Lee believes the real question to ask about repertoire is, “What guides how we want to portray ourselves?” Her main goal is to create connection with the community. While she works to make sure “there’s enough artistically in the music,” she also insists on repertoire that is “reflective of the times we live in and gives voice to people that don’t have platforms to speak for themselves.”
An approach like that usually suggests you’ll be looking beyond the choral music canon for much of your repertoire. “It’s a challenge to program something outside your comfort zone because you don’t have all the answers,” says Shoultz. So with SOTA, he looks for musicians experienced in world music and popular genres to help him work with his singers. The lesson Branam has learned bringing rappers, indie rockers, and others to perform with VoCo is that conductors need “a willingness to cultivate relationships with artists who you never thought you’d find yourself in a room with, because at the end of day that’s what we in the choral world are asking other people to do,” expecting choral standards to “resonate with the entire universe.”
Shoultz is aiming to transform people’s notion of what a choir can be. “People have ‘choir’ painted into a little box,” he feels. But when you bring together people from different backgrounds and show respect for the music they love—whether it’s hip-hop, dance music, world music, or something else—choir can be “cool,” he says. “You reflect the community you’re singing for, and that is powerful. That choir is not only cool; it’s a way to create change in the world.”
Shoultz believes the door he’s opening will swing both ways, that his singers will try to understand why he loves Bach. Branam has a similar aspiration for VoCo: “My hope is that you walk in door because of a specific artist or style that we’re doing, but that you stay for the [music] that’s not what you’re most naturally inclined toward.”
These choral educators insist that becoming “cool” and building community do not require a compromise in standards. In his Conference session, Shoultz argued there is not “a standard; it’s a continuum of experiences, of ‘excellences.’” He says conductors have a responsibility to know what is “authentically excellent” in every style their chorus performs. “Every style has attributes we should be seeking to amplify.” For its in-school programs, Smith-Marquez says the Detroit Children’s Choir “customizes” styles and sources for each school, “so we’re going to bring a piece of music in a native African language, or maybe Spanish or another language, depending on the school.” When the choir brings together singers from all over the city, each school gets to share its music with the others. But the rehearsal structure is the same in each school, says Smith-Marquez, using standard exercises and curriculum.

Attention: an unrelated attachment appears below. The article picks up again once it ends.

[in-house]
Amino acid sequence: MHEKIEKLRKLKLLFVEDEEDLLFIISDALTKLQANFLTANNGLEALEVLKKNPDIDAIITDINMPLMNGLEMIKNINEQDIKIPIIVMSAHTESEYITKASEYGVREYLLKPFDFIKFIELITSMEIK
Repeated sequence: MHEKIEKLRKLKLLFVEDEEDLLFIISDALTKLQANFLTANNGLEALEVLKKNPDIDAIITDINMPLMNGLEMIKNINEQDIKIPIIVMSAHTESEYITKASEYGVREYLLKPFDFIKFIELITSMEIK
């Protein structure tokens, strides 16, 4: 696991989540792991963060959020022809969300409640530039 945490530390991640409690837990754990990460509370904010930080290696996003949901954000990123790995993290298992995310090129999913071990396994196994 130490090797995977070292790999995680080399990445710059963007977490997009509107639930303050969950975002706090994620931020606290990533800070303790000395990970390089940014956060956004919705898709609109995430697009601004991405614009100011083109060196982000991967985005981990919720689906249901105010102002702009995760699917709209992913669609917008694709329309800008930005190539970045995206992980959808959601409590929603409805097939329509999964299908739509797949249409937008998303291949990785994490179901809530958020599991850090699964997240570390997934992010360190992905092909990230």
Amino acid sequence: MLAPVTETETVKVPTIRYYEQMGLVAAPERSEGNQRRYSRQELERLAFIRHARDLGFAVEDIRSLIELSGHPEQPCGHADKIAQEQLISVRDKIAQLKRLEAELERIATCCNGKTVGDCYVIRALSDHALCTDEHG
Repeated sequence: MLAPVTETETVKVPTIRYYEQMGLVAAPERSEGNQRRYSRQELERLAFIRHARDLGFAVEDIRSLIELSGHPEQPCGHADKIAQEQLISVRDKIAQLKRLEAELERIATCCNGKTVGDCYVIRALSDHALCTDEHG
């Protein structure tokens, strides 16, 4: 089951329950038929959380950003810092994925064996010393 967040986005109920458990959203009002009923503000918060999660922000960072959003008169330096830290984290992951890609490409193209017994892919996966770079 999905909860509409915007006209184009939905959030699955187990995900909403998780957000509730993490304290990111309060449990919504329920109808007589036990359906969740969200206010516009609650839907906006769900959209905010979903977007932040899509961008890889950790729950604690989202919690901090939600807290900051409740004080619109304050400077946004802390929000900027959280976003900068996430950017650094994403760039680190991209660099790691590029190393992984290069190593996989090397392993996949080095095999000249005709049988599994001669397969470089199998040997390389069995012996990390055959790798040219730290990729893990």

Learning to read music is not the thing that gets most kids to join a youth chorus, but Shoultz finds “they will work hard to do something they can be proud of.” Haydon observes the same response among students in Cantare Con Vivo’s Kodaly-oriented in-school program. For them, she says, a quarter note becomes more than a note “somebody told them about; it’s a piece of knowledge they own and love by the time they’re learned to put a name to it.” While the Kodaly approach has a reputation for centering on Hungarian or Anglo music, Haydon says “we make a real effort to use music from all over the world to reflect our student population.”
Lee feels the performance standards her conservatory training focused on, facility and precision, are not enough for working in the community arts field. “While precision is wonderful,” she says, “we know that people who make it to the highest level have the precision and the expression.” So when she observes the work of public school music teachers, which is part of her job for the Maryland State Department of Education, she is most impressed by educators “who are walking this fine line between skill and expression, and really trying to help kids find a place in the middle. That’s how we connect.”
Measure your impact
Because excellence is a core value at the Chicago Children’s Choir, the organization is eager to know what difference that makes for its singers. So the CCC surveys them to find out about that and other concerns. Employing the Likert scale, the survey asks choir members how much they agree with statements like “I try to do my very best,” or “I don’t give up when things are difficult.” The responses show “they’re doing that, they’re really getting it,” and she adds, “what’s really exciting is we’re seeing that across the board at every level and every demographic.” There are “tons of assessment tools” available for educators who want to track learning, performance, and socioemotional goals, says Lee. Her advice is to “decide what your goals are and find one that’s tested and approved to track whatever is valuable to you.” At the Indianapolis Children’s Choir, “we’re constantly judging ourselves,” says Southard. The choir re-auditions singers every year and conducts music theory assessments. Directors invite older singers to write to them twice a year about their experiences and goals. “It gives us a lot to go on,” she says.
Equally important to many educators are their own observations of the behavior showing what young singers gain from their choral experiences. Smith-Marquez remembers a timid boy with a tiny voice who surprised her by volunteering to solo in a Christmas concert one year. “It was amazing,” she says. “I was like, ‘Who are you and what did you do with that shy little kid?’” She cherishes stories like this because she noticed from the first that a guarded, withdrawn look is not uncommon among the Detroit kids she works with. Many of them live in unsafe neighborhoods, she says. “Sometimes they call and say ‘I can’t get to rehearsal because of a shooting around here.’ They’re growing up in fear.” Smith-Marquez and her colleagues work with them, tell them they’re valuable, help them gain confidence. “We give them the decision-making. We ask them, ‘OK guys, who wants to be soloist today? Just stand up straight; you can do it. It’s OK to feel fear.”
The underlying message, she says, is “you’re safe with us.” As she said as she concluded her panel presentation at the Chorus America Conference, her aim at the Detroit Children’s Choir is to “create a space for kids to discover self-love.”
Don Lee is the managing editor of the Voice, as well as a media producer, editor, writer, and amateur choral singer who lives in St. Paul, Minnesota. At NPR in Washington DC, he was the executive producer of Performance Today.